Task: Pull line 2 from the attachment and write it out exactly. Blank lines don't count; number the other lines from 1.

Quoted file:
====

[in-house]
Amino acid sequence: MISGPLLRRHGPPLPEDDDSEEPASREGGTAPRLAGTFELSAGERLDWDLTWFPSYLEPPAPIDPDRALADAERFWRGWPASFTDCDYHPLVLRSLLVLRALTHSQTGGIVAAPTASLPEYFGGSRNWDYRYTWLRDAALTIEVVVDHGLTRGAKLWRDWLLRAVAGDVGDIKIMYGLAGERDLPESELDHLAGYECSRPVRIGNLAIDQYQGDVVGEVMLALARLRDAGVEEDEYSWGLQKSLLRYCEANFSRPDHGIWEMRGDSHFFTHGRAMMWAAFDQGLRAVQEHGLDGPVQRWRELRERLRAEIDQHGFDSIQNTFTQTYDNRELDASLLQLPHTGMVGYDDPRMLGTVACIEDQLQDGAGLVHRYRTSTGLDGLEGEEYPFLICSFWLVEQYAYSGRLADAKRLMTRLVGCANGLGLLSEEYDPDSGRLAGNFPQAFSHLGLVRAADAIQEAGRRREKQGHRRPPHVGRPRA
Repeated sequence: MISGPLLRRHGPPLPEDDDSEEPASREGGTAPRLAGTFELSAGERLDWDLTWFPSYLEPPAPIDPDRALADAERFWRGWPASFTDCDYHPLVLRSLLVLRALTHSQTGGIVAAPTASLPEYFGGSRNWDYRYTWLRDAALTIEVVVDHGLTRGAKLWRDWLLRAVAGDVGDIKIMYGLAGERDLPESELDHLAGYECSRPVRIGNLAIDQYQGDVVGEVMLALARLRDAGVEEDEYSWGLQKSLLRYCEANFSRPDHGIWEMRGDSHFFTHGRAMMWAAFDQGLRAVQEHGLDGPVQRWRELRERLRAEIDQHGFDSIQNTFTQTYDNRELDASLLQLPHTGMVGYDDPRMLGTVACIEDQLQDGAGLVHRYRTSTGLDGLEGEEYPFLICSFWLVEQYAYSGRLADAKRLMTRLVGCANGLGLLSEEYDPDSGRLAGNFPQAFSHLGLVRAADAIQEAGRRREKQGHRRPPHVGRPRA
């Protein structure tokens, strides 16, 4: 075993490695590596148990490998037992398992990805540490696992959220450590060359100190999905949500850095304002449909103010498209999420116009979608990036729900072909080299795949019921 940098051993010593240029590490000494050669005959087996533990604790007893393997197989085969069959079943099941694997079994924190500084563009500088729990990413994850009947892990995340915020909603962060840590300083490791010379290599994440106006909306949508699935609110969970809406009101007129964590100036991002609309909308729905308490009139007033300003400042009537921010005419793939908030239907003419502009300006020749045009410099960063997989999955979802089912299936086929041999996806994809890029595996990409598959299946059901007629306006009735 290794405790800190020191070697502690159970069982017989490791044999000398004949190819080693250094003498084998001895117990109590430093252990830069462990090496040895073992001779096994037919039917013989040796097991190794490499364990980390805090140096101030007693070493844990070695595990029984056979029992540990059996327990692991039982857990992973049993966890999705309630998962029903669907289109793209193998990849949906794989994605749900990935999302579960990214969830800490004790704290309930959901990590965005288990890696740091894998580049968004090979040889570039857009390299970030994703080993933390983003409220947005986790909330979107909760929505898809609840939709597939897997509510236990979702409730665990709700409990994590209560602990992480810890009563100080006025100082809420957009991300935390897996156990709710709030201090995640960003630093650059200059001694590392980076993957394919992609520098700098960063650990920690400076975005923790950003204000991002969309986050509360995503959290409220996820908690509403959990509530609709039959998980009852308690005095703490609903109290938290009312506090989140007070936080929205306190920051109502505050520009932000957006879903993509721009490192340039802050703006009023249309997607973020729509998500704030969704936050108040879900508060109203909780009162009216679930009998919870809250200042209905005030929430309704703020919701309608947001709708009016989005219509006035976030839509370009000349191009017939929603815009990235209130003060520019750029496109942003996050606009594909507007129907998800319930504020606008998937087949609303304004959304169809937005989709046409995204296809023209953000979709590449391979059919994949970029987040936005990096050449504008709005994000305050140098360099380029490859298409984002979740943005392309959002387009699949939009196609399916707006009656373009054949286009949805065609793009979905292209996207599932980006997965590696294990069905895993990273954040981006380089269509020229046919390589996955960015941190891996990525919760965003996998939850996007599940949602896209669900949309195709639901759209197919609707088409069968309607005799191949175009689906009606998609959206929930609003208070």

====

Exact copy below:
Amino acid sequence: MISGPLLRRHGPPLPEDDDSEEPASREGGTAPRLAGTFELSAGERLDWDLTWFPSYLEPPAPIDPDRALADAERFWRGWPASFTDCDYHPLVLRSLLVLRALTHSQTGGIVAAPTASLPEYFGGSRNWDYRYTWLRDAALTIEVVVDHGLTRGAKLWRDWLLRAVAGDVGDIKIMYGLAGERDLPESELDHLAGYECSRPVRIGNLAIDQYQGDVVGEVMLALARLRDAGVEEDEYSWGLQKSLLRYCEANFSRPDHGIWEMRGDSHFFTHGRAMMWAAFDQGLRAVQEHGLDGPVQRWRELRERLRAEIDQHGFDSIQNTFTQTYDNRELDASLLQLPHTGMVGYDDPRMLGTVACIEDQLQDGAGLVHRYRTSTGLDGLEGEEYPFLICSFWLVEQYAYSGRLADAKRLMTRLVGCANGLGLLSEEYDPDSGRLAGNFPQAFSHLGLVRAADAIQEAGRRREKQGHRRPPHVGRPRA